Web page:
Via de la Plata Camino – Day 7, Spain

Ourense to Xunqueira de Ambia  4.12.16. 22.2km

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Municipal gardens, Ourense.

Aim: to keep myself safe

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River Miño, showing the modern bridge and not the famous Ponte Vella, Roman bridge which Ourense is famous for.

I prepared a very careful hand-drawn map with directions from the internet yesterday evening, and struck out on my own at 9am, after a very slow start because I needed to buy a lead to charge my phone and it was a Sunday – would all the shops be shut? The night before I had been told there would be a ‘Chinese’ shop open, and wandering through the old city where bric-a-brac stalls were being set up for the flea market, this info was confirmed. But could I find one? No. Instead I saw a sign in a cafe for wifi and phone charging, and the kind barman used his own lead: the first of many bartenders to help me out this way.

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View of Ourense from the old Franciscan Monastery,  now the municipal albergue for peregrinos (those who are walking the Camino).

It was a long walk out of the city, made worse by my tendency to distrust the people I asked for directions. In the meantime I found first a ‘Chinese’ shop and bought a phone lead, and secondly the hot baths I had been told about. They look like a surreal, steaming, swimming pool right in the centre of the city replete with people in rubber hats. I made a promise to myself that I would return to bathe there one day.

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Surreal, steamy baths. 

The next part of the day’s walking was a long slog on tarmac through the industrial area, but I was very glad not to get lost, and it was at least all flat.

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Stops: a coffee at lunchtime in a bar opposite a temporary street stall selling plates of pulpo (purple and white octopus) and potatoes, which were then eaten by Spanish couples in the bar, washed down with red wine. Happily, I was able to buy fresh bread to take away.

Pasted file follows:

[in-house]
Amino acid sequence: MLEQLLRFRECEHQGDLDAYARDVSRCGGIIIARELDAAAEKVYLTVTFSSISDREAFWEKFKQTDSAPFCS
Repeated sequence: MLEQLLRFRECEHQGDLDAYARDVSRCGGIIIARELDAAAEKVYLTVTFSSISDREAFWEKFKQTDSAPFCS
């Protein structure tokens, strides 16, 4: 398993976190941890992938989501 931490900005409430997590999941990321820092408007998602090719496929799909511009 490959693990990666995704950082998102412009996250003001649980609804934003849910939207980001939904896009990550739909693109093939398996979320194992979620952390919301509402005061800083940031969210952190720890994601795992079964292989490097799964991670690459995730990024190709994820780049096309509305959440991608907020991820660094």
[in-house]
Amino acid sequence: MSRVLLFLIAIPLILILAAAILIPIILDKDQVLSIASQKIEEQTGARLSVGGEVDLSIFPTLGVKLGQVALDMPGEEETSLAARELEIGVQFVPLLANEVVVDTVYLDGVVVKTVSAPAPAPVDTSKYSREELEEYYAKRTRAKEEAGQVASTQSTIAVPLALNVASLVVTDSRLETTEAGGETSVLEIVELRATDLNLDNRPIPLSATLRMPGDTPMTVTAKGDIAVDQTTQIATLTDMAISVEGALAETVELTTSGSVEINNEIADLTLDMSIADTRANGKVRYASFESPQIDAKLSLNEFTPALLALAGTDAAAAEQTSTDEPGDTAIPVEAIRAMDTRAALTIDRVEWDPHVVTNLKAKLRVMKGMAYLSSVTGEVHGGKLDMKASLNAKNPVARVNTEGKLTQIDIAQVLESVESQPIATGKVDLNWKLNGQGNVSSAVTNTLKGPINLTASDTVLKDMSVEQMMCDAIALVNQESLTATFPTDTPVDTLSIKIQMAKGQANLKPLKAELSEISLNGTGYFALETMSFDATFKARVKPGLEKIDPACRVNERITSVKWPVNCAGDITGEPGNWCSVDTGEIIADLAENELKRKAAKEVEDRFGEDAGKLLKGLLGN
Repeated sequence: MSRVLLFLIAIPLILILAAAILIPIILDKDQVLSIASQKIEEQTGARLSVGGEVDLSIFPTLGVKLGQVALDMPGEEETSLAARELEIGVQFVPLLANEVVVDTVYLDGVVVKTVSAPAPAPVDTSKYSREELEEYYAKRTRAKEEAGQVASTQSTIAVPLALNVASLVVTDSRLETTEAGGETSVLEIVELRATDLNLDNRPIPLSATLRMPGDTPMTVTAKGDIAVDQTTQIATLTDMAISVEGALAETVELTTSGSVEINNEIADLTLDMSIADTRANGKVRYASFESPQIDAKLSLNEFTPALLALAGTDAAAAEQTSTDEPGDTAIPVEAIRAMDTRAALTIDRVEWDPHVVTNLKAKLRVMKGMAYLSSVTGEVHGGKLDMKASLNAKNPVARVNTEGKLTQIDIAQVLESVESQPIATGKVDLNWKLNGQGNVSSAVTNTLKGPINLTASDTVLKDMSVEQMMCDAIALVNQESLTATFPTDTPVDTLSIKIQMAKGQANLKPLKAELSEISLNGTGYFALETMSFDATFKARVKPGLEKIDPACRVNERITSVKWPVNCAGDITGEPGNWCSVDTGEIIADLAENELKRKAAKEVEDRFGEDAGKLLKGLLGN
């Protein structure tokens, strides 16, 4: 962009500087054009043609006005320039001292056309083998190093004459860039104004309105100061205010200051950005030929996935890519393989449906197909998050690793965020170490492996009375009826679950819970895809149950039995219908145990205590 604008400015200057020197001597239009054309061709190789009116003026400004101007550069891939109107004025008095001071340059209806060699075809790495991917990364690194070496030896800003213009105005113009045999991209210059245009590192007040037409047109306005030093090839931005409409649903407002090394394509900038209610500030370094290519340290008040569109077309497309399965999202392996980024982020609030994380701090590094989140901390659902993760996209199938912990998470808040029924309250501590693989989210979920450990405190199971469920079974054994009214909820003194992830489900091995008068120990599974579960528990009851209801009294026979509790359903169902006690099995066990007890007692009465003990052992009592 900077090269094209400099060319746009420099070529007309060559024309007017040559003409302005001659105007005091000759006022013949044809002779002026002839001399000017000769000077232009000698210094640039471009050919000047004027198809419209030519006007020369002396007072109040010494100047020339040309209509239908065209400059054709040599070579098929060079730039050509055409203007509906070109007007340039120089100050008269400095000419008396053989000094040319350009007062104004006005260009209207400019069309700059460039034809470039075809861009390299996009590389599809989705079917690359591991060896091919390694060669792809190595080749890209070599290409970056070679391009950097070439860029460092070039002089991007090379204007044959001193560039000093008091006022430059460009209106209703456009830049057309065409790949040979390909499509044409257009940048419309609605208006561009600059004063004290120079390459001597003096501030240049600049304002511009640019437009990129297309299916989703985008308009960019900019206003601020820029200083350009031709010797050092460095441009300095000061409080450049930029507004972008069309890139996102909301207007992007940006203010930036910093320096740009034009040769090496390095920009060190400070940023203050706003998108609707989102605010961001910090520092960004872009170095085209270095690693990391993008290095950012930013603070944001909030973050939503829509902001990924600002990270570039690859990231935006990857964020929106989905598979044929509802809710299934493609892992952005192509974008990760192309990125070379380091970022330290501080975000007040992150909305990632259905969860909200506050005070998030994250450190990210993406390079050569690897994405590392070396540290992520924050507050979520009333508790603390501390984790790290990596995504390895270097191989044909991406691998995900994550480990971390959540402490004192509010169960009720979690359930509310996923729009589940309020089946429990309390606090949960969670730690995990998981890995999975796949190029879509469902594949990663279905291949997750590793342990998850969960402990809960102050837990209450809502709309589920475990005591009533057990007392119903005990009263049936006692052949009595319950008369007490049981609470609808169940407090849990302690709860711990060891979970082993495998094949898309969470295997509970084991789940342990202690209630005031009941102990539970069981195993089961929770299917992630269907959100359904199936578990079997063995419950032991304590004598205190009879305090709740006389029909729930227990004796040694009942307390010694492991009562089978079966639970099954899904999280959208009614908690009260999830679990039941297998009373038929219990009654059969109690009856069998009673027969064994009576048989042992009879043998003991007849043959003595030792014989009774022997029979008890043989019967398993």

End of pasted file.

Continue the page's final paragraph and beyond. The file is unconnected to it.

As the chemical smells receded, I walked through a residential area with the familiar vegetable gardens and spotted a well, not more than 5 paces from the front door  right on the edge of the street and stopped to photograph.

Railway lines crossed: 3 times. Surely this can’t be right, despite the yellow arrows clearly showing me the way? No trains in sight – perhaps they don’t run on a Sunday.

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Chapel Sta Agathe.

I scrambled down the bank and round the corner and discovered the little church of Saint Agatha on the hill behind the railway lines. In the sun, the simplicity and calm of the stone structure set in green grass was refreshing.

Until, that was,  I dipped into my pocket for my map and it wasn’t there. Yes, I decided that I really did need it as I had no other way to know my way. I hadn’t met a single other pilgrim on route that day, and though locals are keen to help there aren’t many to be found in the wilder parts. So I took off my rucksack, and retraced my steps, back over the railway line, until I found my scraps of paper by the well I had photographed 20 minutes earlier. Thank goodness.

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Nearly half way.

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The rest of the day was picturesque in parts… 

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…with unexpected delights.

As always there was a steep climb up from the river to the village at the end of the day. Alarmingly, I had to walk through and out the other side and only then arrived at the albergue to find it deserted.

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So I removed my boots and socks, found myself a bed, had a cold shower (to be fair they had a problem and the plumber was there early the next morning), and settled in with my bread and cheese before a cyclist appeared. I discovered the next morning that he was from Seville, with a computer job, had ridden 70km that day, and had a handy GPS. Kindly, he spent time letting me draw a map from it for the day’s walk – such a lucky break.

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Did I keep myself safe? Well, I didn’t get seriously lost; and it was a good call to go back and look for my map because I needed it. On the other hand I walked for miles along very busy roads with no pavements; and I think that was the first time in my life I have roamed along and over train tracks. I survived another day walking a considerable distance alone with my rucksack, and arrived safely. so let’s leave it at that. Plus I got another good picture of a donkey!

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